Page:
Chopin was self-taught and his eventual piano teacher was a violinist. See how that worked out for him? A well-respected composer, teacher, and performer, remembered nearly 200 years after his death. Please don't underestimate self-taught individuals.

    In my own story, after a failed audition for a university, my dad recalls I was told that I didn't have the expected background of a future music major. When a different college accepted me, I thought it was because they felt bad for me and unfortunately, I carried that sadness for many, many years. I didnt feel as though I belonged and that I was simply given the spot because the professors felt bad for me. Kindness is free. Imagine how a student can thrive if they have your encouragement.

  15. Purpose of Technique Books

  16. Chopin was not a fan of training mechanical technique. Technique and expression work together. Therefore, the technique exercises he preferred weren't trying to create a perfect evenness between fingers, but challenging artistry to shine through even the most difficult passages. He actually prized the individuality in tone each finger could produce. We can hear that in his Etudes. They are performance literature for a reason! Practically speaking, Chopin assigned Clementi's PrΓ©ludes et Exercises and Gradus, Cramer Γ‰tudes, and Moscheles Op. 95 or 70 for technique.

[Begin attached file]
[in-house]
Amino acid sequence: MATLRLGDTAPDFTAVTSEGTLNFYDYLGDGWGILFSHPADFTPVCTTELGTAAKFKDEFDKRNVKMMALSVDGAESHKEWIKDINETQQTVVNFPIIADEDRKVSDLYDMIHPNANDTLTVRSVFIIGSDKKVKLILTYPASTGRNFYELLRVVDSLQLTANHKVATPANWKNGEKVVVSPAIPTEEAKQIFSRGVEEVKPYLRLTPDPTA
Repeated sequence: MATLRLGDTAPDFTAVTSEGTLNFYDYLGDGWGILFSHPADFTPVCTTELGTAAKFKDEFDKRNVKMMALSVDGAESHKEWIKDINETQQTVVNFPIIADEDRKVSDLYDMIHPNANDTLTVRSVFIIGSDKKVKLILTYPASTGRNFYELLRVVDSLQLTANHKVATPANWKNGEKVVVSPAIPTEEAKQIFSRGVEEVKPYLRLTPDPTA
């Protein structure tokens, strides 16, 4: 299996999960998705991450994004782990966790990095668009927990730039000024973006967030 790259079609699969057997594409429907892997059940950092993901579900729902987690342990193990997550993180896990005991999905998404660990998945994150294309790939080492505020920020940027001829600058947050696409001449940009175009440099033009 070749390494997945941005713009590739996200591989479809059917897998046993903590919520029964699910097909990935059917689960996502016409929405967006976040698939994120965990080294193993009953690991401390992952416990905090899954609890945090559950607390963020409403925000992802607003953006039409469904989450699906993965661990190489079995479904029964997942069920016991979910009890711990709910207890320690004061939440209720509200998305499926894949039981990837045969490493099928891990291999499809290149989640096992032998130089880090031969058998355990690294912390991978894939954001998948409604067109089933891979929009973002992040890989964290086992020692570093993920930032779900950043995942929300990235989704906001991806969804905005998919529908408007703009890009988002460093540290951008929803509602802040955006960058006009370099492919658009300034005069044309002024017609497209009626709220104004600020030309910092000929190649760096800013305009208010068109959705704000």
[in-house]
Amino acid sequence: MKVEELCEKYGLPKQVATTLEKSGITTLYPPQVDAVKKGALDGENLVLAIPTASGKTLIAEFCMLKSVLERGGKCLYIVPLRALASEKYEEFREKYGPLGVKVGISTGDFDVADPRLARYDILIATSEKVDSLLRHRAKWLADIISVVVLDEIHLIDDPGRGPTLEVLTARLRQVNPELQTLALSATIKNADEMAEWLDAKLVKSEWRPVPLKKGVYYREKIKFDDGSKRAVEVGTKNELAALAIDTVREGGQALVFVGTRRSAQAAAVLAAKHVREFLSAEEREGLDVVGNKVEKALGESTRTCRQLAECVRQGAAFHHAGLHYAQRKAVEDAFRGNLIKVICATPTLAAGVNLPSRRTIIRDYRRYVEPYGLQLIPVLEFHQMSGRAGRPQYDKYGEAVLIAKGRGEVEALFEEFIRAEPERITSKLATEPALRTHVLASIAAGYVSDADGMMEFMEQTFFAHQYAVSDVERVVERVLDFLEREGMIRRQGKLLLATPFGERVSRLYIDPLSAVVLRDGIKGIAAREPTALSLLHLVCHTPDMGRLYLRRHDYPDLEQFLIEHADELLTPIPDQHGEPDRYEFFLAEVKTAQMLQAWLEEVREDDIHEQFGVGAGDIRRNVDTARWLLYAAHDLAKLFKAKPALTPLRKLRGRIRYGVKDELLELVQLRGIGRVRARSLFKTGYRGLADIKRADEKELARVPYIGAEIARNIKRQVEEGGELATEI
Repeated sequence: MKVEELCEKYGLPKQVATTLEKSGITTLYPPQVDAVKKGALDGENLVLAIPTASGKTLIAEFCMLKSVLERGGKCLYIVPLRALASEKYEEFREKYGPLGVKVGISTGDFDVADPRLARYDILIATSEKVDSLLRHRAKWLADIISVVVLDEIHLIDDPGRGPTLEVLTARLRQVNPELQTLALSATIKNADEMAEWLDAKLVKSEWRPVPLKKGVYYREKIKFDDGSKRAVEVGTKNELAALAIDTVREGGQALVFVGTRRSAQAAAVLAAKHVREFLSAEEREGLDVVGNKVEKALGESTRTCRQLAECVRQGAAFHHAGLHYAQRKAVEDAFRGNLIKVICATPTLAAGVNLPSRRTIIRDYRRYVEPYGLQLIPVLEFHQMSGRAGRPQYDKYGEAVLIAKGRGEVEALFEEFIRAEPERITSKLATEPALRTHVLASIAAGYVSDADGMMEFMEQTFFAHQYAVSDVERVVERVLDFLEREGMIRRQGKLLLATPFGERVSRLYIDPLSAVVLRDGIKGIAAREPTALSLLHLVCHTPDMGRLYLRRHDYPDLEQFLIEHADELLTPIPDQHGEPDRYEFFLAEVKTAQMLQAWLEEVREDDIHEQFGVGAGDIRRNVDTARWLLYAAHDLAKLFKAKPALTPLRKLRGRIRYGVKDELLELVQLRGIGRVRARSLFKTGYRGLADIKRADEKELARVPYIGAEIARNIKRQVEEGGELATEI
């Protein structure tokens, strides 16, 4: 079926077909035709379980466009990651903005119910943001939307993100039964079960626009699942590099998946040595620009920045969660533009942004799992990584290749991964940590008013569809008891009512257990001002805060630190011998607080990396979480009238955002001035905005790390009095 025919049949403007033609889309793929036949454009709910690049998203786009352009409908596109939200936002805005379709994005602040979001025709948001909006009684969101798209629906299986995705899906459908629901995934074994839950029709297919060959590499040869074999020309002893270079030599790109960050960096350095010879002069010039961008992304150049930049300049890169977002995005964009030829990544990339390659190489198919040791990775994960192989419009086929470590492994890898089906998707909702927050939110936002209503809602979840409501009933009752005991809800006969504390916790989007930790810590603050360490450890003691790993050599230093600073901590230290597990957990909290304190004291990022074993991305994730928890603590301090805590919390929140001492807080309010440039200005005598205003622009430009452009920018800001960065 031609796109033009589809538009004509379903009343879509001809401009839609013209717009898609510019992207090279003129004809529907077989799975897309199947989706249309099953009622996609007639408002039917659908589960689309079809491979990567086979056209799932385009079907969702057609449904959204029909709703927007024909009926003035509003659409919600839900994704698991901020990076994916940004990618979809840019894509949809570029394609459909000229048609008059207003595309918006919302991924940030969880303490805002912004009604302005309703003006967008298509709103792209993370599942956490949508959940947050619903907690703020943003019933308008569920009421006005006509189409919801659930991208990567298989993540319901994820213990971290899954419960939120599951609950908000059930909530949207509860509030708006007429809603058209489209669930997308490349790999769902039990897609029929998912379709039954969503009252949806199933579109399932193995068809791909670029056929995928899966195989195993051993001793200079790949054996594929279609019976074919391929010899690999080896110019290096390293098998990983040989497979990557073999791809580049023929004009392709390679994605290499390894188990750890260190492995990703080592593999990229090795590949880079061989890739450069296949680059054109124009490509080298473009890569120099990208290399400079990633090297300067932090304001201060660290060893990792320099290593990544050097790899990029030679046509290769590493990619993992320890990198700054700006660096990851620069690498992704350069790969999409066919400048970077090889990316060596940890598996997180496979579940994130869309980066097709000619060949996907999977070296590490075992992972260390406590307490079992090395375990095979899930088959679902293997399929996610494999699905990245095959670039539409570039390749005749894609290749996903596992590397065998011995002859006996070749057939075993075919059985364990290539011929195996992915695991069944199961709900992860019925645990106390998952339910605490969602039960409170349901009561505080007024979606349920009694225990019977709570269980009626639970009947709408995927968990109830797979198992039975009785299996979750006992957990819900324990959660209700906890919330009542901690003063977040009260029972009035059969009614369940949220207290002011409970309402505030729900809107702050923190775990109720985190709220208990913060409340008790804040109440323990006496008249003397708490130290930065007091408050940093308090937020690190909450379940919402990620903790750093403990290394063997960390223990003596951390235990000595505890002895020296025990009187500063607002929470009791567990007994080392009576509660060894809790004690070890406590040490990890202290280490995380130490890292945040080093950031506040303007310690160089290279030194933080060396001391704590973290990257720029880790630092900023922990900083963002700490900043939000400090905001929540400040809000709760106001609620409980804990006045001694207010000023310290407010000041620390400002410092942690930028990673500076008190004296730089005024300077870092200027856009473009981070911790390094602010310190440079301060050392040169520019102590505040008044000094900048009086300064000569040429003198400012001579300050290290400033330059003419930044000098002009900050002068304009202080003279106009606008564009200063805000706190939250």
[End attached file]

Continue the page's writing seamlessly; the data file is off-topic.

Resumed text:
17. Expression over Accuracy

  18. From the earliest levels, I have been drilling this into my students. Better to focus on the dyanmics, articulations, and putting your emotions into music than play robotic, trying to be perfect, and correct any and every mistake. I ask for my students to continue playing despite mistakes, cover the mistake if they are able, and, since we are still practicing the piece, we go back in and work on the problem spot. This is to train them to perform. We all make mistakes when we are performing; develop the skill of covering and the audience will not notice.